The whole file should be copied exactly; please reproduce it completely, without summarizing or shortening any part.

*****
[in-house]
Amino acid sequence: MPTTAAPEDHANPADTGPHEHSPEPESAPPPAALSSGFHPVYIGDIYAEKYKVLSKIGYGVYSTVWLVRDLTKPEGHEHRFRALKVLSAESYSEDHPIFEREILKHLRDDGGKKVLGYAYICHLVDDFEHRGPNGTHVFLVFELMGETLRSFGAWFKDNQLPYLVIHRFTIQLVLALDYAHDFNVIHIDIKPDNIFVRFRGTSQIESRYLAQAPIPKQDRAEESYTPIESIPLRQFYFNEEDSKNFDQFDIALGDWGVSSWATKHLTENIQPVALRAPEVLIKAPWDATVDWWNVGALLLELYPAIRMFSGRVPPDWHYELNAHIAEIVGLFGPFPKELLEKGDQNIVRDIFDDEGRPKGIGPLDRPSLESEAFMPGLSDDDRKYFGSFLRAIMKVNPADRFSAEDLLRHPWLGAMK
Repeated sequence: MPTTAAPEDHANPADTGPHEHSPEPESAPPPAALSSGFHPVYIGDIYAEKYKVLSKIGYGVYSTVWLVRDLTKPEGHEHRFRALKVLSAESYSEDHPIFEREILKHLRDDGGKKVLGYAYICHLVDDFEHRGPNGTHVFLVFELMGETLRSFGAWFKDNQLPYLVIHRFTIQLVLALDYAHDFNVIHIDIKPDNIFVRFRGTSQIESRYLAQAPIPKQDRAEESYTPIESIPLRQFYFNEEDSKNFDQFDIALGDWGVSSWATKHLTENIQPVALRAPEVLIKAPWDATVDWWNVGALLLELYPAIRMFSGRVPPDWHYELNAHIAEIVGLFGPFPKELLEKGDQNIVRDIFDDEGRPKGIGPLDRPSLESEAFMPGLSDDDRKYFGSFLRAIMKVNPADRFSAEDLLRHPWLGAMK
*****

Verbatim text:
[in-house]
Amino acid sequence: MPTTAAPEDHANPADTGPHEHSPEPESAPPPAALSSGFHPVYIGDIYAEKYKVLSKIGYGVYSTVWLVRDLTKPEGHEHRFRALKVLSAESYSEDHPIFEREILKHLRDDGGKKVLGYAYICHLVDDFEHRGPNGTHVFLVFELMGETLRSFGAWFKDNQLPYLVIHRFTIQLVLALDYAHDFNVIHIDIKPDNIFVRFRGTSQIESRYLAQAPIPKQDRAEESYTPIESIPLRQFYFNEEDSKNFDQFDIALGDWGVSSWATKHLTENIQPVALRAPEVLIKAPWDATVDWWNVGALLLELYPAIRMFSGRVPPDWHYELNAHIAEIVGLFGPFPKELLEKGDQNIVRDIFDDEGRPKGIGPLDRPSLESEAFMPGLSDDDRKYFGSFLRAIMKVNPADRFSAEDLLRHPWLGAMK
Repeated sequence: MPTTAAPEDHANPADTGPHEHSPEPESAPPPAALSSGFHPVYIGDIYAEKYKVLSKIGYGVYSTVWLVRDLTKPEGHEHRFRALKVLSAESYSEDHPIFEREILKHLRDDGGKKVLGYAYICHLVDDFEHRGPNGTHVFLVFELMGETLRSFGAWFKDNQLPYLVIHRFTIQLVLALDYAHDFNVIHIDIKPDNIFVRFRGTSQIESRYLAQAPIPKQDRAEESYTPIESIPLRQFYFNEEDSKNFDQFDIALGDWGVSSWATKHLTENIQPVALRAPEVLIKAPWDATVDWWNVGALLLELYPAIRMFSGRVPPDWHYELNAHIAEIVGLFGPFPKELLEKGDQNIVRDIFDDEGRPKGIGPLDRPSLESEAFMPGLSDDDRKYFGSFLRAIMKVNPADRFSAEDLLRHPWLGAMK